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pto

2D animated levels

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I've made a lot of little 2D games - scrolling shooters, worms clones and the like. Mostly I have a static level with moving enemies, and a moving platform or two. But I'd like to start adding the 'crazy' ... and I think having levels that "grow" is exactly the type of thing I'd love to add. There are a few games around that do it, however PixelJunk Eden for then PS3 really shows it off nicely. Check it out for an idea of what I'm on about: youtube.com/watch?v=QPue7HDrqFw Now I don't really want to copy their gameplay, or even art style but the idea of levels that grown and change sounds really interesting. I just can't think of a good way to implement it. To me it looks like they're using vector graphics, but I don't think the iphone really has the power to handle my own vector engine (especially since I'd write a bad one). Also editing levels would be quite intensive, requiring a flash style editor with time lines and the like. And then you have to run collision detection on it all. Anyone have any bright idea's for a nice way to do something like this? Currently my only idea involves creating custom hard coded "blocks" you can place which you can activate to play, but that's going to be heavily time consuming and restrictive if I have to hand code each one. Another draw back is that my level's kd-tree would be invalidated by the animating sections and need rebuilding. Making them dynamic world objects avoids the level partitioning but it also avoids all the nice speed optimizations for object vs level collision detection. So all in all writing this post I seem to have written my own todo list: - Write crazy level editor with time-line and section animation editing - Re-write level partitioning to use some system that handles animating objects nicely (ie. not a KD tree) - Figure out a way to trigger the animations, probably based on player proximity or time. Thats only 3 things .... easy right? :P

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Quote:
Original post by pto
To me it looks like they're using vector graphics, but I don't think the iphone really has the power to handle my own vector engine (especially since I'd write a bad one). Also editing levels would be quite intensive, requiring a flash style editor with time lines and the like. And then you have to run collision detection on it all.

You may want to try building a quick prototype first - if you hit performance limits soon, then you'll likely want to look for another approach, but if things are going fine, then it could be a viable solution.

Personally, I'd look more towards a polygon-based system. That should allow pretty morphable levels too, while being easier for the collision-detection. You may be able to use a 3D modeling package for the levels (laying down polygons on a 2D plane), or you can build an editor interface right into your game. Building a custom editor is pretty time-consuming and hard to get right (undo/redo is quite tricky, especially if you try to cram it in as an after-thought).

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This would seem like an appropriate time to plug Growth Spurt. [grin]

I cheated and had practically everything procudurally generated so each level is just a handful of params (controlling number of plants, average leaf size, etc.), if you were aiming for something more controlled I'd probably make some semi-procedural level elements (like individual plants of particular shapes) which you can then place in a level editor and tell them to grow towards a particular target. Maybe bolt on a scripting language so each level has a script controlling the pace and triggering growth events and whatnot.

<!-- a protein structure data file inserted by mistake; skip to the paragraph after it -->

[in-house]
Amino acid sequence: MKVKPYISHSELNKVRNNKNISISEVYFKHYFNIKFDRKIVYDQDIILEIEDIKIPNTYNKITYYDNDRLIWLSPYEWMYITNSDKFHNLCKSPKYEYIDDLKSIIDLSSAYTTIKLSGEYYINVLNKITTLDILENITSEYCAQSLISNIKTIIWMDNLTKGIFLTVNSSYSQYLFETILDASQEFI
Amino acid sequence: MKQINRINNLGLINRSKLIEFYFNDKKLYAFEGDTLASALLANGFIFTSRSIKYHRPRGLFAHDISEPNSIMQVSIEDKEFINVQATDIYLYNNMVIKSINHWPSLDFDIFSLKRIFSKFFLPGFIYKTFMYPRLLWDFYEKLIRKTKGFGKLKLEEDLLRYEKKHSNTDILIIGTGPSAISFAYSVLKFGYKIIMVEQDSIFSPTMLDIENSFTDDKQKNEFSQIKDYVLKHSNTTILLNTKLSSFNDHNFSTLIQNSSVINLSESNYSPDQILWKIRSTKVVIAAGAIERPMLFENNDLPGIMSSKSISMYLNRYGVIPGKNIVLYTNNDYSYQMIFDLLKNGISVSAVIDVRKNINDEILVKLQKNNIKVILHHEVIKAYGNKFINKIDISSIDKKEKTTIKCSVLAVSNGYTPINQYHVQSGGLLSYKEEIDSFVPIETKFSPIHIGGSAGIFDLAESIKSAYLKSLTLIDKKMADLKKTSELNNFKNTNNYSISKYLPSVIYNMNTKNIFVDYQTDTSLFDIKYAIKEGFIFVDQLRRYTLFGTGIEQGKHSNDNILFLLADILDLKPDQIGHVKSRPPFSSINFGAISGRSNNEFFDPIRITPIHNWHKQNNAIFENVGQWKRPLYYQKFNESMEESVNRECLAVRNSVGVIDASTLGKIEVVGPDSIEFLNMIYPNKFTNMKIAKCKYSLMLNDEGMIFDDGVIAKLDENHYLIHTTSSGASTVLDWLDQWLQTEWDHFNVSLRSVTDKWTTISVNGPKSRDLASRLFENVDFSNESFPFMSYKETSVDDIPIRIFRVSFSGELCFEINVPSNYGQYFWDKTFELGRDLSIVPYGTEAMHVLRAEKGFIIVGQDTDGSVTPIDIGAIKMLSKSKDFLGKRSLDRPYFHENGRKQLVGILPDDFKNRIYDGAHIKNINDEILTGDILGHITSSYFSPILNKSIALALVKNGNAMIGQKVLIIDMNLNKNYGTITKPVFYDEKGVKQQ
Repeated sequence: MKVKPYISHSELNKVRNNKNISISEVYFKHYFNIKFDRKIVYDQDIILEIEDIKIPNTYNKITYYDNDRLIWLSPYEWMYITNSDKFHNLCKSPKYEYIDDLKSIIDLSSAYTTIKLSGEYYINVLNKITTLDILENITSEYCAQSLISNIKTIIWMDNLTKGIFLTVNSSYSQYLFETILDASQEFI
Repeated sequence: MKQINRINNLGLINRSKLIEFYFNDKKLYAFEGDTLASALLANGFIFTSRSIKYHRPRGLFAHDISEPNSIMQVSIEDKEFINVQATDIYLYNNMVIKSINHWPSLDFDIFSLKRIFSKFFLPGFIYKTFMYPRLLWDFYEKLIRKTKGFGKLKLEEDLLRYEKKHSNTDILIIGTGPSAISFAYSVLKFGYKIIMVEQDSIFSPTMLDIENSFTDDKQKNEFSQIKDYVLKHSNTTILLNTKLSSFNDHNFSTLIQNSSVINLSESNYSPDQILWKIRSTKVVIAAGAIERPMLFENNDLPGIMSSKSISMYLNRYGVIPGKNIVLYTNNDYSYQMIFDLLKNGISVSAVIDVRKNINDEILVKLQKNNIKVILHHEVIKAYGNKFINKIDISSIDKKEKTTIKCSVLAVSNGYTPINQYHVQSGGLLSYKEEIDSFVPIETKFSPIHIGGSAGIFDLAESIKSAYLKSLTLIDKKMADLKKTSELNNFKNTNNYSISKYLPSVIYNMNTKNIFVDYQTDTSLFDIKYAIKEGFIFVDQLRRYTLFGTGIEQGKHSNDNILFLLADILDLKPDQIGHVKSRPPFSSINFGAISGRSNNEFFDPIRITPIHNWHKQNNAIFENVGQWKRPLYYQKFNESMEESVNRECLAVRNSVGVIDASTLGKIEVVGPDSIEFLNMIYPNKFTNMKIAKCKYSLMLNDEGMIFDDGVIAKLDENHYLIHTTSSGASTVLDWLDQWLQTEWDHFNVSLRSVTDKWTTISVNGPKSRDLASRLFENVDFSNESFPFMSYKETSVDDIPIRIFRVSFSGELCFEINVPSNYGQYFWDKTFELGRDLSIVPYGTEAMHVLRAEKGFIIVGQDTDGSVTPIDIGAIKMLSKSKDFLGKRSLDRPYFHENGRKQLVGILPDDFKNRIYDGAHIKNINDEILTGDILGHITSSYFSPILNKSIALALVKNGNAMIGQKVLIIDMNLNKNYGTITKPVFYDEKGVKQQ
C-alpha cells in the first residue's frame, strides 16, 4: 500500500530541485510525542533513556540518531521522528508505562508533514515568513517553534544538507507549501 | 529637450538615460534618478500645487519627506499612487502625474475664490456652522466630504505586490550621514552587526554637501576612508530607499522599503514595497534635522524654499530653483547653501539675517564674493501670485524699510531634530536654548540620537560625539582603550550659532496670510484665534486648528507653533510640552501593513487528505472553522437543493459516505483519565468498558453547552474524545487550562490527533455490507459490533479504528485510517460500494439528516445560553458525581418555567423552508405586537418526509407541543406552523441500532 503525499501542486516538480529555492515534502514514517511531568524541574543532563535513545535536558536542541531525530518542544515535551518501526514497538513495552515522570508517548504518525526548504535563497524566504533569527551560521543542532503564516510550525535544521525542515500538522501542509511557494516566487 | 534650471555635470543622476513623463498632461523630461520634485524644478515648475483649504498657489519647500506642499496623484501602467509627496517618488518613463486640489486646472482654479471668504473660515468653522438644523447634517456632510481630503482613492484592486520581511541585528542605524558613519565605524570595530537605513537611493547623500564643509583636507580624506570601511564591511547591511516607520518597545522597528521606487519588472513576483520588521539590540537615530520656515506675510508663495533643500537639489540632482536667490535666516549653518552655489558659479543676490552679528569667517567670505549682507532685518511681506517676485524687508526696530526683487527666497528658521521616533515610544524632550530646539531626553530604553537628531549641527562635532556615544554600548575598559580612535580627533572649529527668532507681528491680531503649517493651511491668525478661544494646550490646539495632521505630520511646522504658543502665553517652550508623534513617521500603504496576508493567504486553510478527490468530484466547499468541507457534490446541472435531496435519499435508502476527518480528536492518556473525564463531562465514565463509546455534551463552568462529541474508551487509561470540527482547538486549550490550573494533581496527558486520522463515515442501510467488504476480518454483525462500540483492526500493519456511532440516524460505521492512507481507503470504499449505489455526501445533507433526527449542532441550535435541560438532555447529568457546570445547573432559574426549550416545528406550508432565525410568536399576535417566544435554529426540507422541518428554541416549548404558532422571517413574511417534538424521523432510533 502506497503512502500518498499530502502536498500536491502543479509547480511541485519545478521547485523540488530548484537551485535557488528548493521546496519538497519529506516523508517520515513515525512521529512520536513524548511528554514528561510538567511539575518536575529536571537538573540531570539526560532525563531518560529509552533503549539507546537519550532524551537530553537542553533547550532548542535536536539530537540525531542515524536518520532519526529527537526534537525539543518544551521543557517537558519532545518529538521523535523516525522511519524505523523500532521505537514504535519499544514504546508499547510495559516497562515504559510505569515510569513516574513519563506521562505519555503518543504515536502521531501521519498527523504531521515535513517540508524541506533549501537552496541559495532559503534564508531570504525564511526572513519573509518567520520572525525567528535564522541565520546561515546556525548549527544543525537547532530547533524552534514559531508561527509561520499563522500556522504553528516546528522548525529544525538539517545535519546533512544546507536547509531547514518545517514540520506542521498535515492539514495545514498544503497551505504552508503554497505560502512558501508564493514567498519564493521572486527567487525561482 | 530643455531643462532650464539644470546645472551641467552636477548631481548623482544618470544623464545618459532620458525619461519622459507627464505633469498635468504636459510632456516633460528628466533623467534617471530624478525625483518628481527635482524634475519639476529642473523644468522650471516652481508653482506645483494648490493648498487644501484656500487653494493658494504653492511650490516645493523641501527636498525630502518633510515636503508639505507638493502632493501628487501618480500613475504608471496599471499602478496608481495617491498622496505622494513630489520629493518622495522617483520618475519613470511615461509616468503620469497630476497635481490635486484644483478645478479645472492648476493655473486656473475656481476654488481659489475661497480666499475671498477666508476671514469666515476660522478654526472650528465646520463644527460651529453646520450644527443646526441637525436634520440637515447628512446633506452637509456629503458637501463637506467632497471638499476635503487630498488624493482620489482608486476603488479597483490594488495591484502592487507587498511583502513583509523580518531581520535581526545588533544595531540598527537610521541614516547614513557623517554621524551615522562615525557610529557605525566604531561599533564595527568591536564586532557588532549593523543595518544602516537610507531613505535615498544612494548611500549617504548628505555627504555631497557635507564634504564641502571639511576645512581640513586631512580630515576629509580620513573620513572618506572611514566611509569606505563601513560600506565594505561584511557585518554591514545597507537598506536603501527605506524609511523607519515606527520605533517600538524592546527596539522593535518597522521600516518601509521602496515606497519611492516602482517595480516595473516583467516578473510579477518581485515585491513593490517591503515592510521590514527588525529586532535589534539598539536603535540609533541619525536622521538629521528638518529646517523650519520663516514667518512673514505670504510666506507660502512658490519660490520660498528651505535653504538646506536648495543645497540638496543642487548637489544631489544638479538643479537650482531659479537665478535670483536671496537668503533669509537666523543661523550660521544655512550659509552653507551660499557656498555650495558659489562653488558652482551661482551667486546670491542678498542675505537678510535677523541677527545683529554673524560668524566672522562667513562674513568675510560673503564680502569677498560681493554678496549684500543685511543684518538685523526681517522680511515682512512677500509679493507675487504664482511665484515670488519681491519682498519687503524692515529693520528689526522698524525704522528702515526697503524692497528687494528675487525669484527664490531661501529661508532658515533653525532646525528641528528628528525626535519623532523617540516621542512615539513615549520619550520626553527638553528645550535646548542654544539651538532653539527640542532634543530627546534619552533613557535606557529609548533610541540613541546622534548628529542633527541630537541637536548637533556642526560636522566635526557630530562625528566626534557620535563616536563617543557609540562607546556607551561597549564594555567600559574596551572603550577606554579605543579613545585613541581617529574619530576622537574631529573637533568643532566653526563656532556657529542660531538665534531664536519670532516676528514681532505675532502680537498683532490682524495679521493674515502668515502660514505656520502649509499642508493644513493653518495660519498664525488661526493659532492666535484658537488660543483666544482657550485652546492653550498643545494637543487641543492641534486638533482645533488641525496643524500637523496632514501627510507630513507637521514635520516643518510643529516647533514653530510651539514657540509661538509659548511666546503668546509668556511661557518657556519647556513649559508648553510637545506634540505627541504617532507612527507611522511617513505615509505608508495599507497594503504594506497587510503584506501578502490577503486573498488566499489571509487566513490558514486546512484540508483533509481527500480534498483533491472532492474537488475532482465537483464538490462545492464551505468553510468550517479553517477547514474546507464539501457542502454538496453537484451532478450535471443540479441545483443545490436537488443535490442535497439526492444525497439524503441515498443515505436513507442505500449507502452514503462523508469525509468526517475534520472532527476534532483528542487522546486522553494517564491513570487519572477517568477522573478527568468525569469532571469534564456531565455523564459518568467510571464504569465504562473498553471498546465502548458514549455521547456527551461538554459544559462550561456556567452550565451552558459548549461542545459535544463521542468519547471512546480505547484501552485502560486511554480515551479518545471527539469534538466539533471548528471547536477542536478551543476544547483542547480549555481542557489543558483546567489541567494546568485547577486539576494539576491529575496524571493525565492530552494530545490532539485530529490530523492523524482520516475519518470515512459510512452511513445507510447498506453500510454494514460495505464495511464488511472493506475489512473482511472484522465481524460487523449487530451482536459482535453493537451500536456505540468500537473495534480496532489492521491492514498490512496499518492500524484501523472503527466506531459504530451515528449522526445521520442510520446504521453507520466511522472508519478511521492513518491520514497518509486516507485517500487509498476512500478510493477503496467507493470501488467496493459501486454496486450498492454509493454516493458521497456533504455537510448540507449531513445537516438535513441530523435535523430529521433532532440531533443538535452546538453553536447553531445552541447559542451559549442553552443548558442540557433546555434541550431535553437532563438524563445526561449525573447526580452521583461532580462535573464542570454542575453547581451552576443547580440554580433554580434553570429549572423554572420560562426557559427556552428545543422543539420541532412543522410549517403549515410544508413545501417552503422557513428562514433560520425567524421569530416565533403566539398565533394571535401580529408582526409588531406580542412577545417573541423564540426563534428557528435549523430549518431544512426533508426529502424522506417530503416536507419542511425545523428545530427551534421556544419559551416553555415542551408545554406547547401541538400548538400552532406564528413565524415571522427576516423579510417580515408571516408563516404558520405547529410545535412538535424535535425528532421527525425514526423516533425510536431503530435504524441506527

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@Captain P: Very true that a full level editor is probably a bit much - if it was simply a polygon system that interpolated between key frame mesh's then using max/maya would defiantly be the way to go.

So for argument's sake lets say its polygon based so collision detection can simply use the SAT code I have now. Spatial partitioning is always the show stopper for me. I've never dealt with dynamic levels befor. From what I know we have:

- Brute force: Clearly out, with a decent number of enemies and level geometry it won't hold up.

- KD-Tree/OctTree/Etc: Probably out. The rebuild time is just too great. With some fancy code you could make it only rebuild the branches with changing objects rather than the entire tree, but sooner or later your going to want the entire level to move and that will bring the whole thing down.

- Uniform Grid: Could work - just memory. Would be very easy to update as the level moves, however the iphone doesn't have alot of memory so

- S&P: Sweep and Prune might be the way to go, I hear its pretty good for moving object. Sort on each axis, then create a list of potentials. I simply haven't ever implimented it personally so its a little bit of a black box - comments?

- Anything else I don't know about ... comments welcomed.


Guess I might try writting a S&P demo see how it holds up. Although any other suggestions are more than welcome.

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I suspect you'd get good results from a hybrid of the two - something like a uniform grid or quad tree, but with quite coarse leaves (which means that updating the tree is kept to a minimum, and memory overhead is much lower). Then use sweep and prune within the leaf nodes. That'd mean you're only really doing S&P on the local area rather than over the whole map, which for a big map should drastically cut down on the amount of objects you need to sort.

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